Gas tariff hike accelerates rise in Russian weekly consumer prices
- This content was produced in Russia where the law restricts coverage of Russian military operations in Ukraine.
MOSCOW, Dec 7 (Reuters) - Consumer prices in Russia rose sharply in the week to Dec. 5, driven by higher electricity and gas tariffs, data published on Wednesday showed, a little over a week before the central bank will meet on interest rates for the final time this year.
Russia's consumer price index rose 0.58% in the week to Dec. 5, the Rosstat federal statistics service said, up from a 0.19% rise a week earlier. Since the start of the year, prices have jumped 11.71%, compared with 8.39% in 2021.
The government brought forward an indexation of utility prices to Dec. 1, 2022, from July 1, 2023, but promised that the next indexation would not take place before July 2024.
In the week to Dec. 5, Rosstat said electricity tariffs rose 8.6%, cold and hot water tariffs by 7.6% and 6.9% respectively, and gas tariffs climbed 6.5% higher.
Rosstat also observed a continued rise in prices for fruits, vegetables and air travel.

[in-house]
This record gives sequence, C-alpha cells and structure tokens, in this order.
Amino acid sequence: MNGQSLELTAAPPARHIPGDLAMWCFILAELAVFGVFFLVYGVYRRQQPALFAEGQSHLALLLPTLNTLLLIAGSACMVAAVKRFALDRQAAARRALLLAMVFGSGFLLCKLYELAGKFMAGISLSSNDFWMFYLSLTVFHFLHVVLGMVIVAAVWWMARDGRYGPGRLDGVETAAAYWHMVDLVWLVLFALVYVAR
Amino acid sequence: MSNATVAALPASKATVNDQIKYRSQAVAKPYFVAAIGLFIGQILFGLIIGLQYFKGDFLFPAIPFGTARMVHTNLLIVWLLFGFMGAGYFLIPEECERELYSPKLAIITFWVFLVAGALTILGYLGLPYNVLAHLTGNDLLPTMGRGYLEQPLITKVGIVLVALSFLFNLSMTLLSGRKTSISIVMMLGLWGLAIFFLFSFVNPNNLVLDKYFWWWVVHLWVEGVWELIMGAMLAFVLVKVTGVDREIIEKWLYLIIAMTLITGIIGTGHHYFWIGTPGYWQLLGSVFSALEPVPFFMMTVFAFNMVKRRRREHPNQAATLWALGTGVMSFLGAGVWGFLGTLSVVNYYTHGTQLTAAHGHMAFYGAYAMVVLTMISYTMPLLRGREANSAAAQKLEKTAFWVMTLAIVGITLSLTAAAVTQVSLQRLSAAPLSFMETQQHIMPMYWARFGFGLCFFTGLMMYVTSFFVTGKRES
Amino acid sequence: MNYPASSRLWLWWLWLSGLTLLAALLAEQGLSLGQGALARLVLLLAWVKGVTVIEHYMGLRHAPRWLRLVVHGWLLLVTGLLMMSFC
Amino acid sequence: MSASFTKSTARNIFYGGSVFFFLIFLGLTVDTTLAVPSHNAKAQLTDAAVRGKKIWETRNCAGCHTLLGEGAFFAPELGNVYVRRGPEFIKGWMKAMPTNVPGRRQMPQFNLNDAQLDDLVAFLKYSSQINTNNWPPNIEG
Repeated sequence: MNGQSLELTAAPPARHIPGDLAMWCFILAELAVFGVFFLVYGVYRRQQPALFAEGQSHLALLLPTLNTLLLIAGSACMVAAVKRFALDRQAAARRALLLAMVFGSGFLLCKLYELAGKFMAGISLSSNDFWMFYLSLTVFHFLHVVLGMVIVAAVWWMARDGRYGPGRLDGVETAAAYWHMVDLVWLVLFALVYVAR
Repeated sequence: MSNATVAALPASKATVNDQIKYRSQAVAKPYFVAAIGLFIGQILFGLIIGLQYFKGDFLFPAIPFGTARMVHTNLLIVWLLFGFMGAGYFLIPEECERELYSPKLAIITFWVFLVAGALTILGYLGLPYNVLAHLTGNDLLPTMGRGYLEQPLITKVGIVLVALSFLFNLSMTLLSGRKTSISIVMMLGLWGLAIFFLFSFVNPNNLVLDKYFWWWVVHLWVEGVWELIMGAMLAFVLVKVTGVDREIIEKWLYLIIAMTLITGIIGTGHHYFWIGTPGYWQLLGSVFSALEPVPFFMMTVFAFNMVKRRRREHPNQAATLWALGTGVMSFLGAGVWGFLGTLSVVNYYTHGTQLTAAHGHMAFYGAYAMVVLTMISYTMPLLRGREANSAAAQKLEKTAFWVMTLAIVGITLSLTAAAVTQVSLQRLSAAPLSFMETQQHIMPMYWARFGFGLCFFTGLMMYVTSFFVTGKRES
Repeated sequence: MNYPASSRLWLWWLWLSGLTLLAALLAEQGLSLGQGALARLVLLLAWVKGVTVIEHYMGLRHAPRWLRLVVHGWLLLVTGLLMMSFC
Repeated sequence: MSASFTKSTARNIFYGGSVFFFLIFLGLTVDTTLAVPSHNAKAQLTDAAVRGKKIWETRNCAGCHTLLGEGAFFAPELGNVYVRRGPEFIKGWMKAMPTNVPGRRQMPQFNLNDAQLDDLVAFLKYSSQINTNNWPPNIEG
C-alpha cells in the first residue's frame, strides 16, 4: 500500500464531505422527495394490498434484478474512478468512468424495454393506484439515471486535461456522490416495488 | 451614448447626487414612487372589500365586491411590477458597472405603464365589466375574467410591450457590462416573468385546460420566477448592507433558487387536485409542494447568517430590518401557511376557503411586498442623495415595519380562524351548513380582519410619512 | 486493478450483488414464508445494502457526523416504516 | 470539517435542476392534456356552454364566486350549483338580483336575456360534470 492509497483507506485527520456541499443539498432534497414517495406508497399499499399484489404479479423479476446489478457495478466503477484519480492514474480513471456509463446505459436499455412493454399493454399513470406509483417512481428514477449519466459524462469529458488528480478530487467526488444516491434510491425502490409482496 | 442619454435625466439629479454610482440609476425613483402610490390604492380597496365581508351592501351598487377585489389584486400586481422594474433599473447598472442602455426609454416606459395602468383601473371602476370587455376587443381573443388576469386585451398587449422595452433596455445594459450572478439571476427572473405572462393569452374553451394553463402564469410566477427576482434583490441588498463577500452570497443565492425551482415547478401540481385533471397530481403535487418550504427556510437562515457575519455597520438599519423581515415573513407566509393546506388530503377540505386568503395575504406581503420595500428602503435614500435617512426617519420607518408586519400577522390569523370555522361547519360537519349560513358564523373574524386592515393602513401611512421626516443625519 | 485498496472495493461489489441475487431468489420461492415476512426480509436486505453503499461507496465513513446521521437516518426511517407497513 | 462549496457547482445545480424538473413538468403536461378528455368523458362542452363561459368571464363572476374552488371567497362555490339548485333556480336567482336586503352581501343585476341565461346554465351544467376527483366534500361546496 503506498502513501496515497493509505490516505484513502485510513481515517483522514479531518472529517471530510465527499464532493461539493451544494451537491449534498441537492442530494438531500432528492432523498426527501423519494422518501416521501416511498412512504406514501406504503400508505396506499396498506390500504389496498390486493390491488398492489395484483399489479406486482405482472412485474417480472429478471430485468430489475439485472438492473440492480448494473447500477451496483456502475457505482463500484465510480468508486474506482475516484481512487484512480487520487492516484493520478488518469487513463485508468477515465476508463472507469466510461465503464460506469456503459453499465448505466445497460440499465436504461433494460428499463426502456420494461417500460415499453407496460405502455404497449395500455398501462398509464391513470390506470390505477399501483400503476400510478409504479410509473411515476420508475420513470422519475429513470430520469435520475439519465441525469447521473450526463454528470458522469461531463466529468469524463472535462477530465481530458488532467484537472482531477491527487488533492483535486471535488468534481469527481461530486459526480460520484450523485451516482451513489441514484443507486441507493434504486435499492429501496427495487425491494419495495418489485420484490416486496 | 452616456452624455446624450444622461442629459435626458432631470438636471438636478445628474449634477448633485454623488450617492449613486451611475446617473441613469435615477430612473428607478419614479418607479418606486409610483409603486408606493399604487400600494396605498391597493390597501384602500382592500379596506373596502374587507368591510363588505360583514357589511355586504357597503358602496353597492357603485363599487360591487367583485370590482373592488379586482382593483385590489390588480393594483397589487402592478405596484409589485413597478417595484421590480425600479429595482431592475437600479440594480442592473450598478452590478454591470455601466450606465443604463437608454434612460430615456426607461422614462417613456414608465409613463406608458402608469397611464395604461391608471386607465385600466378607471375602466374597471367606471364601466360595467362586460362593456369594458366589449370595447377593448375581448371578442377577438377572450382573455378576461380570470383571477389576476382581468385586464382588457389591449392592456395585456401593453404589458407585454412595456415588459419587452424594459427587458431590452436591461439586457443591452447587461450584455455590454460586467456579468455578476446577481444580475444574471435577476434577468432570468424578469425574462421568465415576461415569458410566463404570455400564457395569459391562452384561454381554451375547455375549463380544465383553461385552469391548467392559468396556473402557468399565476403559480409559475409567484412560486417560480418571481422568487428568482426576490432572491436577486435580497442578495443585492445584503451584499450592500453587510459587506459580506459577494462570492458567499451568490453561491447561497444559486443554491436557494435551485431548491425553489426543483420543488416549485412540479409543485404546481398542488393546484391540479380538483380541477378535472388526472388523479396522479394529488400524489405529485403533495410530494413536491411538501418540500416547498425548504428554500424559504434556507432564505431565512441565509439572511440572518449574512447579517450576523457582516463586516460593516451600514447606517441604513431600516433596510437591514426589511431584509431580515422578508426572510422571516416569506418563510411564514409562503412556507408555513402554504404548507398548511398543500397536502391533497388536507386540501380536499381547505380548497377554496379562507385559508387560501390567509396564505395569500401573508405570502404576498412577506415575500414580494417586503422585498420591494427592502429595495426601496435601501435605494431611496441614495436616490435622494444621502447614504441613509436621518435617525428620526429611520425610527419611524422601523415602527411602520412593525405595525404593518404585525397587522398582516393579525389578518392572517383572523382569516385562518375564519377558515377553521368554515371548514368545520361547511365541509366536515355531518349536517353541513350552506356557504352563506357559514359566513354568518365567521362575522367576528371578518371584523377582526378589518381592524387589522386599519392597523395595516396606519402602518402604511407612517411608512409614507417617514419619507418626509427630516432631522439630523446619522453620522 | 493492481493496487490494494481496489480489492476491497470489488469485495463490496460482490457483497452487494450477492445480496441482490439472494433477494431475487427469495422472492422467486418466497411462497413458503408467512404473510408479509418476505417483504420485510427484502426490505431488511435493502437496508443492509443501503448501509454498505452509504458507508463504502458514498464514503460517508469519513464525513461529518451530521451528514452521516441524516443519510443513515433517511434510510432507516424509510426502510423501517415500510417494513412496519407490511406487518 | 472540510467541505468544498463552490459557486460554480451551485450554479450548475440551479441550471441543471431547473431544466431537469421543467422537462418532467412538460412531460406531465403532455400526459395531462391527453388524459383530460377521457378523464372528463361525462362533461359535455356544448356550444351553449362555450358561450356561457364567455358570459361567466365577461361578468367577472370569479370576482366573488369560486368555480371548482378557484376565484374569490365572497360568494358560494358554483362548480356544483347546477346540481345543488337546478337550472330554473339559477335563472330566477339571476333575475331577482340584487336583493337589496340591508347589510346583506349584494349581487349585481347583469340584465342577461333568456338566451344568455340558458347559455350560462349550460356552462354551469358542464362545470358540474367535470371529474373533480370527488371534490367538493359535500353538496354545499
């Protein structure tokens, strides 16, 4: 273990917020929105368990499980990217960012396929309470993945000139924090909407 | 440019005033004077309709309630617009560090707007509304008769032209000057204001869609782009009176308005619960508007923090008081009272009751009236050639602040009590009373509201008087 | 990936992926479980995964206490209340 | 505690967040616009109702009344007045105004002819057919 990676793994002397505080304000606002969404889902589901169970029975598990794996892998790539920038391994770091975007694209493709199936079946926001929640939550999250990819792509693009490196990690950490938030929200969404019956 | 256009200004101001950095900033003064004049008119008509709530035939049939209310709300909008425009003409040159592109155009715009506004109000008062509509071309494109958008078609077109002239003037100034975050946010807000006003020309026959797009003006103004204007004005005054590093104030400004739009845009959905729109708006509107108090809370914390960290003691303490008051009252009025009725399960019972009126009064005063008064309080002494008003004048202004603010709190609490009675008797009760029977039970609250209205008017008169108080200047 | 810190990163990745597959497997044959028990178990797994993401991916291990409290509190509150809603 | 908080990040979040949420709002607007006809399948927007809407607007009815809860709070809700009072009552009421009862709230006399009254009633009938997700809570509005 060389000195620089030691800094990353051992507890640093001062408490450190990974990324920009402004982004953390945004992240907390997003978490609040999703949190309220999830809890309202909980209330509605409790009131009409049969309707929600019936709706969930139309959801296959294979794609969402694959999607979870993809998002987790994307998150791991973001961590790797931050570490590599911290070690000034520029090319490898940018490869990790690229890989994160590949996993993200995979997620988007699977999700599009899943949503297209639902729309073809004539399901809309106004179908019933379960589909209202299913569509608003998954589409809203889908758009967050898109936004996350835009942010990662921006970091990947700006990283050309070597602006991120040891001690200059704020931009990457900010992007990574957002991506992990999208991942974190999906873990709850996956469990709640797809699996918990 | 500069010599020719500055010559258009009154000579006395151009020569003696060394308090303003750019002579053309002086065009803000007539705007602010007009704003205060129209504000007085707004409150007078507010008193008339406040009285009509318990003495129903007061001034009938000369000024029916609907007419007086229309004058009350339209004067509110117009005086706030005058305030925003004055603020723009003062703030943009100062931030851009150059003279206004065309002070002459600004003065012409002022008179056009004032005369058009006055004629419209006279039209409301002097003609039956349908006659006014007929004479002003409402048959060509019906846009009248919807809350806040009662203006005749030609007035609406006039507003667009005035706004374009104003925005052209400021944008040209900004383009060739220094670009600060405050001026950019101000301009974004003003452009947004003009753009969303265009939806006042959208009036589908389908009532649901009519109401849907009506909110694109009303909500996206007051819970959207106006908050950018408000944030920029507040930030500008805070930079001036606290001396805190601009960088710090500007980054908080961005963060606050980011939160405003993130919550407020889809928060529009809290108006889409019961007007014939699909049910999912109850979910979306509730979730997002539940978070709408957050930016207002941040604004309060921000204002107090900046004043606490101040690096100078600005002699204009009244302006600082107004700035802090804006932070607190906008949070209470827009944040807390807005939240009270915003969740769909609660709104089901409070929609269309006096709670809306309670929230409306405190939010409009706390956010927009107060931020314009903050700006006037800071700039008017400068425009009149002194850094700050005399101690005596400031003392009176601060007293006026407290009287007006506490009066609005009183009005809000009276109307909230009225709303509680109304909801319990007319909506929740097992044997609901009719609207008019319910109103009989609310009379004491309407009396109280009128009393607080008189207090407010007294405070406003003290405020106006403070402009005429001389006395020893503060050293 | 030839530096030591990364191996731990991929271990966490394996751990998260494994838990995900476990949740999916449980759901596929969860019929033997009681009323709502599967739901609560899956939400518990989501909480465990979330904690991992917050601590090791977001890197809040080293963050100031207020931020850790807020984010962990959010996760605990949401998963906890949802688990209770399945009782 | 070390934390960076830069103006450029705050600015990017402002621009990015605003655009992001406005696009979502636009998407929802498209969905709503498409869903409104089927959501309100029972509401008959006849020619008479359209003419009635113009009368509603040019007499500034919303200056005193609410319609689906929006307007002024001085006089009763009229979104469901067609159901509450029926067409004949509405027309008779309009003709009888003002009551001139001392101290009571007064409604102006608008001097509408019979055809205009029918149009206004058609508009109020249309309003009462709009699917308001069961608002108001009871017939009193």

It said prices of cucumbers had risen 14.2% in the last week, with fruit and vegetable prices on average rising 2.9%. The cost of an economy class flight ticket was up by 5.7% from a week ago, after an 11% jump last week.
In a separate set of data, Russia's economy ministry said that inflation was running at an annualised rate of 12.50% as of Dec. 5, up from 12.04% a week before.
The Russian central bank ended its rate-cutting cycle in late October, holding its key rate at 7.5%. Analysts widely expect the key rate to be kept unchanged at the central bank's year-end board meeting on Dec. 16.
The central bank targets inflation at 4%, which it aims to achieve by 2024. It has forecast inflation to fall to 5%-7% next year.
High inflation has for years been a concern for Russian households as it dents their spending power and eats into living standards. Poverty rates are relatively high in Russia and surveys show more than half of all households have no savings.
Our Standards: The Thomson Reuters Trust Principles.